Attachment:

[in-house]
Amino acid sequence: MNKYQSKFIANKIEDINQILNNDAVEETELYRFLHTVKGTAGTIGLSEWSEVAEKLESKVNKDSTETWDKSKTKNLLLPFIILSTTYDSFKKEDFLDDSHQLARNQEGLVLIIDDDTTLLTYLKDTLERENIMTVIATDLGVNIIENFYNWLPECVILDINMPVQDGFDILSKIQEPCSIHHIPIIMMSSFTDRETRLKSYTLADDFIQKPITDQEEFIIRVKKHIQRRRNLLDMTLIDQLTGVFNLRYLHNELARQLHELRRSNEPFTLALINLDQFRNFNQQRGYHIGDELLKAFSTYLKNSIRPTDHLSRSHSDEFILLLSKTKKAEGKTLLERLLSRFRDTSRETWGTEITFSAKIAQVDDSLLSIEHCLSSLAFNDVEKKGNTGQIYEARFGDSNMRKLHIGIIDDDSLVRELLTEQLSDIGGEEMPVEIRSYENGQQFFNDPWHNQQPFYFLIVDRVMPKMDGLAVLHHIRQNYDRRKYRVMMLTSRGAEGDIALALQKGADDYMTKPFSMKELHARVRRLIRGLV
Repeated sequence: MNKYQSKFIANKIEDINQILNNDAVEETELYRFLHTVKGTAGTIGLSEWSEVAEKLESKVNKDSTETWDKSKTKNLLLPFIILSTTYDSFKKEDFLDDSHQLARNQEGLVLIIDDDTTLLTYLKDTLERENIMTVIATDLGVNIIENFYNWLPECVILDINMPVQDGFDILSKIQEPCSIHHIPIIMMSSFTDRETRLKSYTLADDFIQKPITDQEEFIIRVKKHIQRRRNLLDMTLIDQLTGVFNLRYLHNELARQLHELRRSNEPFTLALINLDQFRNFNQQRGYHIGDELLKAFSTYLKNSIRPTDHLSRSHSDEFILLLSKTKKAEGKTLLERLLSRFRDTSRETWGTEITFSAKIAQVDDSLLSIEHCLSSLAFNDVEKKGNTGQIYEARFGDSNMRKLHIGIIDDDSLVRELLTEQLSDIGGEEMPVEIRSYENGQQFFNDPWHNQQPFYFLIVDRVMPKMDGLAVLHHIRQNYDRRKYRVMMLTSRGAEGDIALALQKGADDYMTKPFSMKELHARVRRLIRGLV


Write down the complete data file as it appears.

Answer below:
[in-house]
Amino acid sequence: MNKYQSKFIANKIEDINQILNNDAVEETELYRFLHTVKGTAGTIGLSEWSEVAEKLESKVNKDSTETWDKSKTKNLLLPFIILSTTYDSFKKEDFLDDSHQLARNQEGLVLIIDDDTTLLTYLKDTLERENIMTVIATDLGVNIIENFYNWLPECVILDINMPVQDGFDILSKIQEPCSIHHIPIIMMSSFTDRETRLKSYTLADDFIQKPITDQEEFIIRVKKHIQRRRNLLDMTLIDQLTGVFNLRYLHNELARQLHELRRSNEPFTLALINLDQFRNFNQQRGYHIGDELLKAFSTYLKNSIRPTDHLSRSHSDEFILLLSKTKKAEGKTLLERLLSRFRDTSRETWGTEITFSAKIAQVDDSLLSIEHCLSSLAFNDVEKKGNTGQIYEARFGDSNMRKLHIGIIDDDSLVRELLTEQLSDIGGEEMPVEIRSYENGQQFFNDPWHNQQPFYFLIVDRVMPKMDGLAVLHHIRQNYDRRKYRVMMLTSRGAEGDIALALQKGADDYMTKPFSMKELHARVRRLIRGLV
Repeated sequence: MNKYQSKFIANKIEDINQILNNDAVEETELYRFLHTVKGTAGTIGLSEWSEVAEKLESKVNKDSTETWDKSKTKNLLLPFIILSTTYDSFKKEDFLDDSHQLARNQEGLVLIIDDDTTLLTYLKDTLERENIMTVIATDLGVNIIENFYNWLPECVILDINMPVQDGFDILSKIQEPCSIHHIPIIMMSSFTDRETRLKSYTLADDFIQKPITDQEEFIIRVKKHIQRRRNLLDMTLIDQLTGVFNLRYLHNELARQLHELRRSNEPFTLALINLDQFRNFNQQRGYHIGDELLKAFSTYLKNSIRPTDHLSRSHSDEFILLLSKTKKAEGKTLLERLLSRFRDTSRETWGTEITFSAKIAQVDDSLLSIEHCLSSLAFNDVEKKGNTGQIYEARFGDSNMRKLHIGIIDDDSLVRELLTEQLSDIGGEEMPVEIRSYENGQQFFNDPWHNQQPFYFLIVDRVMPKMDGLAVLHHIRQNYDRRKYRVMMLTSRGAEGDIALALQKGADDYMTKPFSMKELHARVRRLIRGLV